All applications and proposals for NIH funding must be self-contained within specified page limitations. Unless otherwise specified in an NIH solicitation, Internet addresses (URLs) should not be used to provide information necessary to the review because reviewers are under no obligation to view the Internet sites. Furthermore, we caution reviewers that their anonymity may be compromised when they directly access an Internet site.

Healthy People 2010:
The Public Health Service (PHS) is committed to achieving the health promotion and disease prevention objectives of "Healthy People 2010," a PHS-led national activity for setting priority areas. This PA is related to one or more of the priority areas. Potential applicants may obtain a copy of "Healthy People 2010" at http://www.healthypeople.gov.

Authority and Regulations:
This program is described in the Catalog of Federal Domestic Assistance at http://www.cfda.gov/ and is not subject to the intergovernmental review requirements of Executive Order 12372 or Health Systems Agency review. Awards are made under the authorization of Sections 301 and 405 of the Public Health Service Act as amended (42 USC 241 and 284) and under Federal Regulations 42 CFR 52 and 45 CFR Parts 74 and 92. All awards are subject to the terms and conditions, cost principles, and other considerations described in the NIH Grants Policy Statement. The NIH Grants Policy Statement can be found at http://grants.nih.gov/grants/policy/policy.htm.

The PHS strongly encourages all grant recipients to provide a smoke-free workplace and discourage the use of all tobacco products. In addition, Public Law 103-227, the Pro-Children Act of 1994, prohibits smoking in certain facilities (or in some cases, any portion of a facility) in which regular or routine education, library, day care, health care, or early childhood development services are provided to children. This is consistent with the PHS mission to protect and advance the physical and mental health of the American people.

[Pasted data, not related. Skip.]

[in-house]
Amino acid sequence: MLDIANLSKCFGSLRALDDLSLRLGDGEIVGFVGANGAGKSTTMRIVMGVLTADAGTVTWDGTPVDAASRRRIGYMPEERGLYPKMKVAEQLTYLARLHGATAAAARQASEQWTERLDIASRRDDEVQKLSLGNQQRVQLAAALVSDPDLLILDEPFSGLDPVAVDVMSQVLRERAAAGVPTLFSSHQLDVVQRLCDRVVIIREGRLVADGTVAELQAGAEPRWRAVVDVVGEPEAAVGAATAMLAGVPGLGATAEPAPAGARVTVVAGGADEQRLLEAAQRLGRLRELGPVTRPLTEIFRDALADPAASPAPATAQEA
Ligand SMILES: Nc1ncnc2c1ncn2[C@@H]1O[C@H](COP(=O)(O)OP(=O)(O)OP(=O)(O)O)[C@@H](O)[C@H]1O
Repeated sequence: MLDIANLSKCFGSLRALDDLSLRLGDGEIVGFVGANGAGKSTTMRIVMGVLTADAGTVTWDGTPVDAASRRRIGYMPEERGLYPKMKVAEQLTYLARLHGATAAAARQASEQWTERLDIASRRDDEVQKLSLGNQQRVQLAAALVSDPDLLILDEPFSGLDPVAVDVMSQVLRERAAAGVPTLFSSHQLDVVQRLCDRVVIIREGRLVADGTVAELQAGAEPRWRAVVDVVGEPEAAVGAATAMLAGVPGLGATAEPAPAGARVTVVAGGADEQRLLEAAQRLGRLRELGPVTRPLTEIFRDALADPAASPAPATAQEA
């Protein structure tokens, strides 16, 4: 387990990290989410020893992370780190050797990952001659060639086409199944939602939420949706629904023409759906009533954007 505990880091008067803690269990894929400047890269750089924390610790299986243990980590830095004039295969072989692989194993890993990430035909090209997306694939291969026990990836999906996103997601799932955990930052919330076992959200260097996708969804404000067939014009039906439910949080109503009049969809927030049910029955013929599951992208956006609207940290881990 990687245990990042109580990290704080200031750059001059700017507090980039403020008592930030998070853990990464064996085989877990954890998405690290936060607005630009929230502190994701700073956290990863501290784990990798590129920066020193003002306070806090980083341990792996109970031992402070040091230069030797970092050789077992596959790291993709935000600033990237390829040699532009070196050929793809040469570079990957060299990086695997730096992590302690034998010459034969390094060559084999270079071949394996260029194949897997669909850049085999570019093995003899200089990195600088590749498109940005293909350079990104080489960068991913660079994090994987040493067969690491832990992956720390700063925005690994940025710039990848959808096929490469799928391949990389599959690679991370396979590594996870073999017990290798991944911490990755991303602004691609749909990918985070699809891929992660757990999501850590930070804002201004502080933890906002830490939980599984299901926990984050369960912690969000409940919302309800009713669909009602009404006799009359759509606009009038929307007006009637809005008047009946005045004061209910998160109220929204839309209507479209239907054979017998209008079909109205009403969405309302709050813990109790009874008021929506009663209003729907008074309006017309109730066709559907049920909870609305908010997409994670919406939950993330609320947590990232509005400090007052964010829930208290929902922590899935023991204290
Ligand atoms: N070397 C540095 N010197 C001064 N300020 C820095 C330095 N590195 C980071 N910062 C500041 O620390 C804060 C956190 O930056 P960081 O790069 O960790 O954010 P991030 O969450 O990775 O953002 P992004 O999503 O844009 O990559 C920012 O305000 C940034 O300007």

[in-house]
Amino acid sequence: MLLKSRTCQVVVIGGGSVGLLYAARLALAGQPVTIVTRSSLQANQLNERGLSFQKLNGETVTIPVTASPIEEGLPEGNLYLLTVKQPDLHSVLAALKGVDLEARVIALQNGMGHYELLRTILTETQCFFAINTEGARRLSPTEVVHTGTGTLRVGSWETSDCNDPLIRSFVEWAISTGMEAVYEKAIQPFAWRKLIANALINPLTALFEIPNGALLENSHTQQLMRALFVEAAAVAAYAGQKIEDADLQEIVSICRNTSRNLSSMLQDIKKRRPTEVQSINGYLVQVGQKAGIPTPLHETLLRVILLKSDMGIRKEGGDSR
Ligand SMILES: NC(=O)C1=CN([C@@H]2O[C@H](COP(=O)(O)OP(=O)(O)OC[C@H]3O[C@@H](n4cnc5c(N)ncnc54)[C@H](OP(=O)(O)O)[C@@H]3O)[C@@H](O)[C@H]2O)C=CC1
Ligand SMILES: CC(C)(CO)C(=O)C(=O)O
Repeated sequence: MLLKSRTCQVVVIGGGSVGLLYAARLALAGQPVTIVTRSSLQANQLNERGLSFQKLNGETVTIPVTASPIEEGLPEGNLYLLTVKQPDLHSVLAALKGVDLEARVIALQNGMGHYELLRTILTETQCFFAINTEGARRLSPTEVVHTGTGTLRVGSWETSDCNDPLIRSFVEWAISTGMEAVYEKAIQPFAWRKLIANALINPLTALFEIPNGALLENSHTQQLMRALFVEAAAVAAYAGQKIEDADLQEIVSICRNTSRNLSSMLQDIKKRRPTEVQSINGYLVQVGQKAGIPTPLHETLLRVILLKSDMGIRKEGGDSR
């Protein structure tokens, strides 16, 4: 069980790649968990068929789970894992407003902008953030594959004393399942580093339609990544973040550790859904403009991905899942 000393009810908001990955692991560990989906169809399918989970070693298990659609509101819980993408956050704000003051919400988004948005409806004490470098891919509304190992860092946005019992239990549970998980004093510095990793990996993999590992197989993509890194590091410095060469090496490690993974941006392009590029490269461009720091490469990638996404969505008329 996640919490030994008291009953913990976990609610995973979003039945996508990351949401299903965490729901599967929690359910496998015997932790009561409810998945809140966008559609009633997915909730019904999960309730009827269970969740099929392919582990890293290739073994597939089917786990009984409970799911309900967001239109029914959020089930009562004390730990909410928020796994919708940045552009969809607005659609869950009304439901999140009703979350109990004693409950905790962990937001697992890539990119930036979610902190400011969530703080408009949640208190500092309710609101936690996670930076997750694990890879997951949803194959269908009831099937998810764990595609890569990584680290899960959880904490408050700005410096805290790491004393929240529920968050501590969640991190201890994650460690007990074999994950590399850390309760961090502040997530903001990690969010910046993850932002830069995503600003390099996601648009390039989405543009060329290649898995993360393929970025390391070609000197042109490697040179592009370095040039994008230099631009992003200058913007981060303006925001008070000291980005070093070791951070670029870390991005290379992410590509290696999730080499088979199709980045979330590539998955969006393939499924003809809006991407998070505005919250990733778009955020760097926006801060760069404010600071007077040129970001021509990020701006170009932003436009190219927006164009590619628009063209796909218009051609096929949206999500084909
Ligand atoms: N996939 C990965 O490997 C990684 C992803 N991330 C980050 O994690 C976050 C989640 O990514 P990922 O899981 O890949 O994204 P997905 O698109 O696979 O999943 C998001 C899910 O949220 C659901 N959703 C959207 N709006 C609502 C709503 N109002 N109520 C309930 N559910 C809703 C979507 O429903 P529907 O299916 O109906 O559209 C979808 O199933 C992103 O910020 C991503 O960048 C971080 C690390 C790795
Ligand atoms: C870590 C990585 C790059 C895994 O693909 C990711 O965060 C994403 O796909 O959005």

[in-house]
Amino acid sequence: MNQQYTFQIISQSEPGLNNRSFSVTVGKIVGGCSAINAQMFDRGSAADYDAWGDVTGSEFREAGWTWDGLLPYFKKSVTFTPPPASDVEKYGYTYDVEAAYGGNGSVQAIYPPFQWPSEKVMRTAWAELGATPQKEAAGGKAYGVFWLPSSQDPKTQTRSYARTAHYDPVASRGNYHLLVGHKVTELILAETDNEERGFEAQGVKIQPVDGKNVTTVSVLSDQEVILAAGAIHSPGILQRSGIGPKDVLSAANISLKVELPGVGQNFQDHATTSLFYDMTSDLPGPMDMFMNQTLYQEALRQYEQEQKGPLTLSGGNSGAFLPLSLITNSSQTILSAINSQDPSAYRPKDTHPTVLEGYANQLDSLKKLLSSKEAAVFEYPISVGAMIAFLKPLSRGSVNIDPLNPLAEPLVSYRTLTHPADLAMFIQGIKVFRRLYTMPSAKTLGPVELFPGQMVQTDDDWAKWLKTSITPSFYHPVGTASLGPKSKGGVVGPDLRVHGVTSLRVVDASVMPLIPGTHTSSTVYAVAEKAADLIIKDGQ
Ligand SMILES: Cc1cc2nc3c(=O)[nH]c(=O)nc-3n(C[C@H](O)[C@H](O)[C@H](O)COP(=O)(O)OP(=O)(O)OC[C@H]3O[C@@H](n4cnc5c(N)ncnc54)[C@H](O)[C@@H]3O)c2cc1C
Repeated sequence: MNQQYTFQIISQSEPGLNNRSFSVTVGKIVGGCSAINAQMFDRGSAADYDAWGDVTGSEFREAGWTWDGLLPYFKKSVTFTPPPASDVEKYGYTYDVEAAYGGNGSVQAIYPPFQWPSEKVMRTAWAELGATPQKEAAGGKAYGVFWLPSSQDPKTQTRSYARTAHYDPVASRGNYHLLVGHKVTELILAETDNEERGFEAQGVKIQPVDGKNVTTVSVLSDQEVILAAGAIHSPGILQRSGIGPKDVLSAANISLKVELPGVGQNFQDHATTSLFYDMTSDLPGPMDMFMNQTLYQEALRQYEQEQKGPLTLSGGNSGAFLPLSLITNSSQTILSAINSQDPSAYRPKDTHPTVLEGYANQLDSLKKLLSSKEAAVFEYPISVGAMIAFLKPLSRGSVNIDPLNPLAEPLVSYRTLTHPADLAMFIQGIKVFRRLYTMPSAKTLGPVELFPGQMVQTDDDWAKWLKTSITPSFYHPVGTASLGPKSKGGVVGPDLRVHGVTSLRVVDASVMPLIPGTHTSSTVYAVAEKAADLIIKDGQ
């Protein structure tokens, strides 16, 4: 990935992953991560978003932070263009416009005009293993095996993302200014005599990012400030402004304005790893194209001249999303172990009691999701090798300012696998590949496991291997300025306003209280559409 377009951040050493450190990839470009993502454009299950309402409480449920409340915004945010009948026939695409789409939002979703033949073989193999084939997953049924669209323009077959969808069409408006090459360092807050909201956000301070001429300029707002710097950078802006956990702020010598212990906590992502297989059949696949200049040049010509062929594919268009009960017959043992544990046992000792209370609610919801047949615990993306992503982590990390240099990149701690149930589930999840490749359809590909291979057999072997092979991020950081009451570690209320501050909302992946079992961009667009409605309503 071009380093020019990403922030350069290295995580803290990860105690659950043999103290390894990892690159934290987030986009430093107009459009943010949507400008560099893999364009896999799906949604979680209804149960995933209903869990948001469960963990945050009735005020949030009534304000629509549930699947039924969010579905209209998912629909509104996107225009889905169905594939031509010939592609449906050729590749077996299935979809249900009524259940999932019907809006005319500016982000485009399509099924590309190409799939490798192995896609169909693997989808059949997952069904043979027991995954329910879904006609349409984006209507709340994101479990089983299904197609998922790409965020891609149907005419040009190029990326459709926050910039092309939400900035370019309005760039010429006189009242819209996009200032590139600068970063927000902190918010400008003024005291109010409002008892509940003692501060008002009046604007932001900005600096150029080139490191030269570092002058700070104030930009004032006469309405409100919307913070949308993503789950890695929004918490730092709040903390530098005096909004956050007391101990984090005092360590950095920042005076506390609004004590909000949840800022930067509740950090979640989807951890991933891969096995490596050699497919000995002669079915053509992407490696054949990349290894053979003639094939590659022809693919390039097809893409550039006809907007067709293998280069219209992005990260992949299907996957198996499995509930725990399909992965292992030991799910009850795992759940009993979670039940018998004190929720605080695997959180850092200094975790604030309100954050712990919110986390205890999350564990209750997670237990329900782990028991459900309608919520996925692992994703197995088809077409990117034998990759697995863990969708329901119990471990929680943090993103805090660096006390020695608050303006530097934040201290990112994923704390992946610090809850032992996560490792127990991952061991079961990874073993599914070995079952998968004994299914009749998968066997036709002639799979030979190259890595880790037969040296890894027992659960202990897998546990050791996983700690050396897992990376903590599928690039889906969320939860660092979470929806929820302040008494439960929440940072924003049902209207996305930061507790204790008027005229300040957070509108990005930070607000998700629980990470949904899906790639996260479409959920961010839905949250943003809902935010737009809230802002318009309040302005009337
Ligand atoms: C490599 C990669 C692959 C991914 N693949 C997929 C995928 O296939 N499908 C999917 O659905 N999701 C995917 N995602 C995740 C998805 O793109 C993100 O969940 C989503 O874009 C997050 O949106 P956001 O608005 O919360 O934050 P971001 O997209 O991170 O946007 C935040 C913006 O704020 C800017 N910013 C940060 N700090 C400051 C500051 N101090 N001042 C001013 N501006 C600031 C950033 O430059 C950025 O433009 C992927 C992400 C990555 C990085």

Loan Repayment Programs:
NIH encourages applications for educational loan repayment from qualified health professionals who have made a commitment to pursue a research career involving clinical, pediatric, contraception, infertility, and health disparities related areas. The LRP is an important component of NIH's efforts to recruit and retain the next generation of researchers by providing the means for developing a research career unfettered by the burden of student loan debt. Note that an NIH grant is not required for eligibility and concurrent career award and LRP applications are encouraged. The periods of career award and LRP award may overlap providing the LRP recipient with the required commitment of time and effort, as LRP awardees must commit at least 50% of their time (at least 20 hours per week based on a 40 hour week) for two years to the research. For further information, please see: http://www.lrp.nih.gov/.